Agricultural drone technology companies such as Tamworth-based LyonAg Drone Solutions are using multiple drones to spray up to 45 hectares per hour in broadacre crops. It is not classed as drone swarms as multiple operators are involved, but they are working in unison through ‘routing segment’ technology that gives each drone different sections of the paddock to cover.

Owner of LyonAg Drone Solutions, James Lyon, travels across eastern Australia in a truck that features a 40kVA generator to keep the energy up to his team of four hardworking DJI T40 drones. 

“Each drone carries 40 litres of liquid and it pumps it out at 12 litres per minute. In ideal conditions, that can result in covering up to 15 hectares per hour, but in most cases we get 12.5 hectares per hour done,” James explained.

“The DJI drones we use don’t support the swarming feature at this stage. We have played around with it, but it’s still too problematic, for a number of reasons.”

James said AI advances will change that, as it has for using drones as a precise identifier and killer of agricultural and environmental weeds.

Agricultural drone companies are using drones to spray crops.

A small team of software engineers have helped James incorporate AI weed detection algorithms and software into his drones that can then interface with the DJI ecosystem and direct spray drones to target weeds.

“The AI algorithms learn to identify the weeds based on colour, texture and contrast to surrounding plants, and we can also filter based on size and height of the plant,” says James.  

“The drone does a mapping mission of an area to detect weeds. All those AI-detected weeds are then loaded via our software into the DJI spray drone system for spot spraying and variable spray programs.

“For example, we can also do that with the spot dropping of herbicide granules on woody weeds in grazing country. We did this on a station in North Queensland, using AI to detect exotics weeds like Chinese apple. We then 3D printed measuring devices to add to the bottom of drones to precisely drop just 30 grams of Graslan granules on top of the tree.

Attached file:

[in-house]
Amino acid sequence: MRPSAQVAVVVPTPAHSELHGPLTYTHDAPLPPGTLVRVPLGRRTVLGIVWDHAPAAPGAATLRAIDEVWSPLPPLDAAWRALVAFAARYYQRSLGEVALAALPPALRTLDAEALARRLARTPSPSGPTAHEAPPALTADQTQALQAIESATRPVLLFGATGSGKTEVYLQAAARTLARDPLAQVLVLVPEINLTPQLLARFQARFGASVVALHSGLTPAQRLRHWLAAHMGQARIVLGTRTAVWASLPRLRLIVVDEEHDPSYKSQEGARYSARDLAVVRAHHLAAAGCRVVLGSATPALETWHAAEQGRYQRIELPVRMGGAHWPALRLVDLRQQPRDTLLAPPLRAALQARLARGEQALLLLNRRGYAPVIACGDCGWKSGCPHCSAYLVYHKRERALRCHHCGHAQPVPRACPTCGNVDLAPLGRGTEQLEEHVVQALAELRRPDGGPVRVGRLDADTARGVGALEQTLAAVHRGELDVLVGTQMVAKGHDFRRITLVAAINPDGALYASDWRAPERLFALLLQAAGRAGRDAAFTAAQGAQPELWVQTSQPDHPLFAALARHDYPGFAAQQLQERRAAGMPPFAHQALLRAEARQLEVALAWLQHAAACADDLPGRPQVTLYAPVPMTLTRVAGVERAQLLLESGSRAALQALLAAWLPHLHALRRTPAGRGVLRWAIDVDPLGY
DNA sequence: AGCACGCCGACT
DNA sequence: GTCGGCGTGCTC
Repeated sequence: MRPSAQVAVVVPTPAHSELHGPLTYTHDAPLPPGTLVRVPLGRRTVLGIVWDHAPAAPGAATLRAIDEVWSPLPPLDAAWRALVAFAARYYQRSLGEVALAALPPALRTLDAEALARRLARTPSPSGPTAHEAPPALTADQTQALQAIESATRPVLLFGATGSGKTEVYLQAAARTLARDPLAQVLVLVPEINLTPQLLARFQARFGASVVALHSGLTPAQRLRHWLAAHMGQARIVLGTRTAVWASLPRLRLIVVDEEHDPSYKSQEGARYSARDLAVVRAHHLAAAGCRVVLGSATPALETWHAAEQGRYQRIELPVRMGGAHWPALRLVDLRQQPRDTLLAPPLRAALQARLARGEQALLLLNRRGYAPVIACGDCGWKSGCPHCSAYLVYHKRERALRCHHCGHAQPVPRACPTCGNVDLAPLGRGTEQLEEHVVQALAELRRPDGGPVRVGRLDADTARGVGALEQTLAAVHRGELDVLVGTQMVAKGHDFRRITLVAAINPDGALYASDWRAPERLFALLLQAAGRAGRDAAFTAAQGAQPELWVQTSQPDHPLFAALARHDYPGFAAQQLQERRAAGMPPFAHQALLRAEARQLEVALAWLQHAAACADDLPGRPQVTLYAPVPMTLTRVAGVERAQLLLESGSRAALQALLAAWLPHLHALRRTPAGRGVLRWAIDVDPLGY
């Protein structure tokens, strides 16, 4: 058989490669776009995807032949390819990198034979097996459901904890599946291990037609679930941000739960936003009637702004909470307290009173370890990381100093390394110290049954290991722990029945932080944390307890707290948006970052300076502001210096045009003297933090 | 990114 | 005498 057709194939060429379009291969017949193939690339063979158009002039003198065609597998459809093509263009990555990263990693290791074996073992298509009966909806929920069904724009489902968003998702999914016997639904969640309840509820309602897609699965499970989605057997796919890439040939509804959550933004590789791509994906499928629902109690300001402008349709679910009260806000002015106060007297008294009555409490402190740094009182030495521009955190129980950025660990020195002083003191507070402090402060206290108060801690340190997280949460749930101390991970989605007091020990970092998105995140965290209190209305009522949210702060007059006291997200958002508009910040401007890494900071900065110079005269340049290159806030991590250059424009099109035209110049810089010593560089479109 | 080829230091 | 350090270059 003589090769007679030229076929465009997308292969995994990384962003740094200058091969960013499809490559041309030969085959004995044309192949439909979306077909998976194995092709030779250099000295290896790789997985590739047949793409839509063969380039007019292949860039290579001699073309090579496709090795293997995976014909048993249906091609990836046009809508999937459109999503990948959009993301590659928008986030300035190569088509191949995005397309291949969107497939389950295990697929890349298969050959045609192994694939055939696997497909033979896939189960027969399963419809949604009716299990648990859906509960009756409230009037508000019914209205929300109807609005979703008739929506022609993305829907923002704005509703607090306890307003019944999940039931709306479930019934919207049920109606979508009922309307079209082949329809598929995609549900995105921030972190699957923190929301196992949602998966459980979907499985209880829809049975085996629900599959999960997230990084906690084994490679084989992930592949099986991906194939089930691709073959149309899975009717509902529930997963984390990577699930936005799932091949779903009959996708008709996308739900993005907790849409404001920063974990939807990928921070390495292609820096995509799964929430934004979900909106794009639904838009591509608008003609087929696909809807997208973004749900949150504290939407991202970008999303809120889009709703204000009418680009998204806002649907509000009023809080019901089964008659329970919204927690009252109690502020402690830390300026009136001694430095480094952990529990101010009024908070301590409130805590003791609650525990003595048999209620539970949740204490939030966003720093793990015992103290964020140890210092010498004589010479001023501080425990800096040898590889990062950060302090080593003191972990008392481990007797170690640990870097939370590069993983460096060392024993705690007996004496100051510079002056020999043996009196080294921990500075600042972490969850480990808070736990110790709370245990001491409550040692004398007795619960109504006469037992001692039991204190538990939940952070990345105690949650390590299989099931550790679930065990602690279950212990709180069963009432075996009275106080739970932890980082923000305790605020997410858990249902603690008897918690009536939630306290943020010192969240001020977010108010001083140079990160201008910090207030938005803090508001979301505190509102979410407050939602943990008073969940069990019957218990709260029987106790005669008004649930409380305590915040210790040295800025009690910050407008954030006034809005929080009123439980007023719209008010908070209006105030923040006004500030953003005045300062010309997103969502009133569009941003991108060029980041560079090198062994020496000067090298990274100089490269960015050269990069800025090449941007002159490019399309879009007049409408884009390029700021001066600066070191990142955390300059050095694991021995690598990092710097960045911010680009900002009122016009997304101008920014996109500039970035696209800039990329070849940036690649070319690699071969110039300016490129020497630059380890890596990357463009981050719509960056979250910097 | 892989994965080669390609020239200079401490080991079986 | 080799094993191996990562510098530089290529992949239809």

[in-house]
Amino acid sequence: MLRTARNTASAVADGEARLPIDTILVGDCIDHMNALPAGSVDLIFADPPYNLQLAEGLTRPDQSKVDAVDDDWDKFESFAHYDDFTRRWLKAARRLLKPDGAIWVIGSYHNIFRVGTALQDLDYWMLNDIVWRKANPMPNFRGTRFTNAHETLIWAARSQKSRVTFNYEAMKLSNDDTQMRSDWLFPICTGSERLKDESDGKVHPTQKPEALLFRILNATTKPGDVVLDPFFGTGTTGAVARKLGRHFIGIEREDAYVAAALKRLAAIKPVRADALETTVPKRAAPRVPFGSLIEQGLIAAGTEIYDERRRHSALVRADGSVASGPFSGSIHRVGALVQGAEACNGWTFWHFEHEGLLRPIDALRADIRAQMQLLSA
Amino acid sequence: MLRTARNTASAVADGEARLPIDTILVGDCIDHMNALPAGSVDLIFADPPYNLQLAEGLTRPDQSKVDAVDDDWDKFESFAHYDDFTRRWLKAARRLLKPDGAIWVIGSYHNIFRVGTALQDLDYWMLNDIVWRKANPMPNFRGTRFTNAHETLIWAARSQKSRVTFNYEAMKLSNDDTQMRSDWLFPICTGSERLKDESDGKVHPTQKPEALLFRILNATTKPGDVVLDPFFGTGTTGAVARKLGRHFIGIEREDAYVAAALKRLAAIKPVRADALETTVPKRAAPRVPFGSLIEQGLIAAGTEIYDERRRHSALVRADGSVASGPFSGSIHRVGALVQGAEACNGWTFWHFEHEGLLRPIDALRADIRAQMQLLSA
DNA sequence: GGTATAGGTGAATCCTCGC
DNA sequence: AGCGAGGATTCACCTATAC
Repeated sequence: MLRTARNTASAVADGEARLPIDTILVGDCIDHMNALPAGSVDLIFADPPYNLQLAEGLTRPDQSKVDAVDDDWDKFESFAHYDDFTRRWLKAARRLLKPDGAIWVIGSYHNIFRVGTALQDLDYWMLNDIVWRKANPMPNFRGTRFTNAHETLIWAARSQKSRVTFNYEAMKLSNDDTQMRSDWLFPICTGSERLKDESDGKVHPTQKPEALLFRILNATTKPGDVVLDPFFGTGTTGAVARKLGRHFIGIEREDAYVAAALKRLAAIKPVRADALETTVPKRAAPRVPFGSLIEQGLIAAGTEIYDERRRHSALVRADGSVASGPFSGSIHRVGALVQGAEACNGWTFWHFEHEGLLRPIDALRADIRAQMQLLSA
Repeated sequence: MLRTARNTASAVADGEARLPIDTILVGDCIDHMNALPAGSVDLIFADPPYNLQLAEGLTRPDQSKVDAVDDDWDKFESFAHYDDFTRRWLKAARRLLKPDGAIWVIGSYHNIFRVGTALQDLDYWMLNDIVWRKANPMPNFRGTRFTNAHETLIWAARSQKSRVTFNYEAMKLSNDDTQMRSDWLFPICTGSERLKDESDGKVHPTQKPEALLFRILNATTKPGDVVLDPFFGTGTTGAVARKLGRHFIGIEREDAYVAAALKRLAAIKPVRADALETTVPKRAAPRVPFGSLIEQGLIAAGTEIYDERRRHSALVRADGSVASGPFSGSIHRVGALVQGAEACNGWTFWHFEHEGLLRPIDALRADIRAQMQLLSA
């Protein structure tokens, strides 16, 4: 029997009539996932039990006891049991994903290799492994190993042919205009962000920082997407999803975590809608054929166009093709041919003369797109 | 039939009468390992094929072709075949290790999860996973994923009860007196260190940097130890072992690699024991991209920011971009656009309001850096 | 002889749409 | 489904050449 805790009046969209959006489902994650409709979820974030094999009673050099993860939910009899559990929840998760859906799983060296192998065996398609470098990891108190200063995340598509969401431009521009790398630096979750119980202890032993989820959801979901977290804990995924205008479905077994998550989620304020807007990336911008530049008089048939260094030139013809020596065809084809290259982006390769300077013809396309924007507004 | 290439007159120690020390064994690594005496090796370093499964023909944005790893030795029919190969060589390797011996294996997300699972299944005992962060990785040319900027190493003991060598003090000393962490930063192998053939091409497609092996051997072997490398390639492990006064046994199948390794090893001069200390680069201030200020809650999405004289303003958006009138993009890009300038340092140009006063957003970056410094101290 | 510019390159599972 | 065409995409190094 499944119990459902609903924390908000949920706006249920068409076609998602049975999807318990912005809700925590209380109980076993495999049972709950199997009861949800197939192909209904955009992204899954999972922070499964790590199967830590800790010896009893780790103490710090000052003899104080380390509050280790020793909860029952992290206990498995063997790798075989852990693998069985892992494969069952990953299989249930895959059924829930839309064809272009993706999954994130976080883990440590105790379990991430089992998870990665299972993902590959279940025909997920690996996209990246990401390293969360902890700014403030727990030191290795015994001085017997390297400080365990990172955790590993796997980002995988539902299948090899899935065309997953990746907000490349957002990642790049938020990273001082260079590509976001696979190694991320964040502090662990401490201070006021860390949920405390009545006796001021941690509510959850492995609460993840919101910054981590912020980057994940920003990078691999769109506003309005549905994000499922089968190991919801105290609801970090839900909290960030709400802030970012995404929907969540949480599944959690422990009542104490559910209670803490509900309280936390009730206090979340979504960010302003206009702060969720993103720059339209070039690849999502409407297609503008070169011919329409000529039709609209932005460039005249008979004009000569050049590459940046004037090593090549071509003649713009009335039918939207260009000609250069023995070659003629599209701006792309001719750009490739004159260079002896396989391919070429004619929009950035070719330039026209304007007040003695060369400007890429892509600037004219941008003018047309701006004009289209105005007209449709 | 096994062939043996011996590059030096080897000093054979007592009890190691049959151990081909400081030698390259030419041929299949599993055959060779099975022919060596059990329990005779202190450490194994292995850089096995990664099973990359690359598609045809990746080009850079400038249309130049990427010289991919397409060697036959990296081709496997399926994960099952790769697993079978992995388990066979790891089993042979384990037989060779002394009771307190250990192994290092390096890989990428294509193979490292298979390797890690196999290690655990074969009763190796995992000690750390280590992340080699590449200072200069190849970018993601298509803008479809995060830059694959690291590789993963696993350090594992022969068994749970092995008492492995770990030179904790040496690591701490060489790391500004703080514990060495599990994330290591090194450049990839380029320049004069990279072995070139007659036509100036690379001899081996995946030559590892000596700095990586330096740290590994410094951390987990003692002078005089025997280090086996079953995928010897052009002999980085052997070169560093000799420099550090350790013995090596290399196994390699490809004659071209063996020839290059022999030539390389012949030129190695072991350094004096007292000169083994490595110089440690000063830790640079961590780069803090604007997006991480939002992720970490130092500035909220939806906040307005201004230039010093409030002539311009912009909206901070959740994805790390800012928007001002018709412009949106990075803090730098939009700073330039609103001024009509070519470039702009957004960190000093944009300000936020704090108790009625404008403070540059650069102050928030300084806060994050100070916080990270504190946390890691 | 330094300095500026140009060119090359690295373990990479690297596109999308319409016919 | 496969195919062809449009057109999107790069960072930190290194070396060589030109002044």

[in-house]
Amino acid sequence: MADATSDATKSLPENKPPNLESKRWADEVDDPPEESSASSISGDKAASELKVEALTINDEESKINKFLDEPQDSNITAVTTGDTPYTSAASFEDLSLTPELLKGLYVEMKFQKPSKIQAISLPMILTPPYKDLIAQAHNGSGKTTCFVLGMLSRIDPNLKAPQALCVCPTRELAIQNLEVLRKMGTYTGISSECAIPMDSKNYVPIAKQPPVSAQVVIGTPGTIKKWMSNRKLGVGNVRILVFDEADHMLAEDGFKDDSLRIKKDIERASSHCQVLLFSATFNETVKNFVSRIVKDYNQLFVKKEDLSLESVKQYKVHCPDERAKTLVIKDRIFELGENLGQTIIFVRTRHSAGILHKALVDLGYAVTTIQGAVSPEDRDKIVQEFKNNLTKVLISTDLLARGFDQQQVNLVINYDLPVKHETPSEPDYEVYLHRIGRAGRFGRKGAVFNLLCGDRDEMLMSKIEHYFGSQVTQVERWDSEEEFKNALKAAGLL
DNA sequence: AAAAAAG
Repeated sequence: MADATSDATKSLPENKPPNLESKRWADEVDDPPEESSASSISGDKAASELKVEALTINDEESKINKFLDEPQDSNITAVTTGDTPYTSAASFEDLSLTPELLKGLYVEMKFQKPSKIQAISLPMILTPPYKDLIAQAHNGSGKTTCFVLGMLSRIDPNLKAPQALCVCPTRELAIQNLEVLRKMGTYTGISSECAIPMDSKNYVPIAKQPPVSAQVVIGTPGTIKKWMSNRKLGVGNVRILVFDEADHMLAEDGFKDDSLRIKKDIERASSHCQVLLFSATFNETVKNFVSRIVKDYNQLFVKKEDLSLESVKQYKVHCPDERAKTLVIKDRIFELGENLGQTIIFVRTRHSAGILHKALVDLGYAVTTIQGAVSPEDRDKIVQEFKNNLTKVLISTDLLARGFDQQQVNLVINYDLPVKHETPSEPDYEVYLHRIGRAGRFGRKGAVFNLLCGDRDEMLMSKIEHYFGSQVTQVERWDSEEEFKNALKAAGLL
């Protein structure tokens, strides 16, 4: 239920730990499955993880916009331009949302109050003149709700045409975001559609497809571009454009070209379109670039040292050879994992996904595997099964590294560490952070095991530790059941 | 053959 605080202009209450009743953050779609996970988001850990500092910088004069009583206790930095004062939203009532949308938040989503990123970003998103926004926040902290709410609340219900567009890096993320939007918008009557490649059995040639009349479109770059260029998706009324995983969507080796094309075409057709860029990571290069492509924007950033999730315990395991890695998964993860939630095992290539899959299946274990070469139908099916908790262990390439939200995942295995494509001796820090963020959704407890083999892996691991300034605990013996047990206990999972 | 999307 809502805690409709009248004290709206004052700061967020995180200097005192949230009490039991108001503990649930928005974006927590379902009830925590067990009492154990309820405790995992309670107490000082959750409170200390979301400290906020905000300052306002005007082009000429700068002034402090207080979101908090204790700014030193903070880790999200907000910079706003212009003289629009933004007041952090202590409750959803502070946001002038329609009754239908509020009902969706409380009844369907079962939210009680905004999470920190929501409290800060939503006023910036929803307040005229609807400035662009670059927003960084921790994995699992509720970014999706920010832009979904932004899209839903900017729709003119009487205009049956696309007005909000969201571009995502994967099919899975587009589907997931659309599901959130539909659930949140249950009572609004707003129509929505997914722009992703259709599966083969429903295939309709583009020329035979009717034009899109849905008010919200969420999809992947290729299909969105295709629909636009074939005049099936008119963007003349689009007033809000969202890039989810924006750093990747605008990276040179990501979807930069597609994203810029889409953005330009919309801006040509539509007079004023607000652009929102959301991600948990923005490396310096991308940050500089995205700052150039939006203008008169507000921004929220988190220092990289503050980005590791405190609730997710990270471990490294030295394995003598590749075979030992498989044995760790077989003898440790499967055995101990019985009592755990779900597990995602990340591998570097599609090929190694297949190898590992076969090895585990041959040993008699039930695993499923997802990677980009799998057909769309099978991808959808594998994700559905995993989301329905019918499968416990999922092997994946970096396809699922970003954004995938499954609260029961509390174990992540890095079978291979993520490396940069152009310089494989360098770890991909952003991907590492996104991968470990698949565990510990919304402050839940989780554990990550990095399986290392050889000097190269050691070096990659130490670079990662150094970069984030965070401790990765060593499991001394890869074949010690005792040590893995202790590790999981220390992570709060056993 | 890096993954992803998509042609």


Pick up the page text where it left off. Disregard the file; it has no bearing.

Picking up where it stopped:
“It is a very exciting space to be involved in. It’s also expensive because the technology moves so quickly that your investment can become obsolete in less than a year.”

NSW Farmers members can access exclusive DJI drone packages suited for farming businesses through partner Prisma Tech. Contact Prisma Tech on (02) 4258 3489 or info@prismatech.com.au.  

CSIRO releases AI-driven weed app

The CSIRO has used its AI identification model to develop an app to help farmers, land managers, local councils, and Landcare to manage local weed burdens.

Launched in December last year, the mobile and web-based app WeedScan is supported by the Centre for Invasive Species Solutions, Australia’s national science agency CSIRO, the NSW Department of Primary Industries (DPI) and the South Australian, Queensland and Victorian Governments. It allows users to identify, report and map priority weeds simply by uploading a photo of the suspected weed.

Dr Alexander Schmidt-Lebuhn, Senior Research Scientist at CSIRO, says that WeedScan is a powerful tool, driven by a world-class CSIRO AI identification model and training on more than 120,000 weed images.

“Our AI model has been trained on weed images captured by botanists who travelled the length and breadth of Australia, and then tested across Australia by a range of users such as farmers, community groups and agronomists,” he says.

“The AI has the smarts to identify hundreds of priority weeds, and other weeds to give us the edge we need in the fight to protect our natural environments and agricultural landscapes.

“Users simply take a photo of a suspected weed and upload it to the app. The AI model assesses the photo against verified images of weeds. Within seconds, WeedScan suggests possible plant identifications, with degrees of confidence for each suggestion.”

WeedScan can be downloaded from the App Store (iOS) or Google Play (Android). The tool can also be accessed via WeedScan’s website with supporting resources including user guides and an introductory ‘how-to’ video.

To learn more about the use of drone technology in agriculture, click here.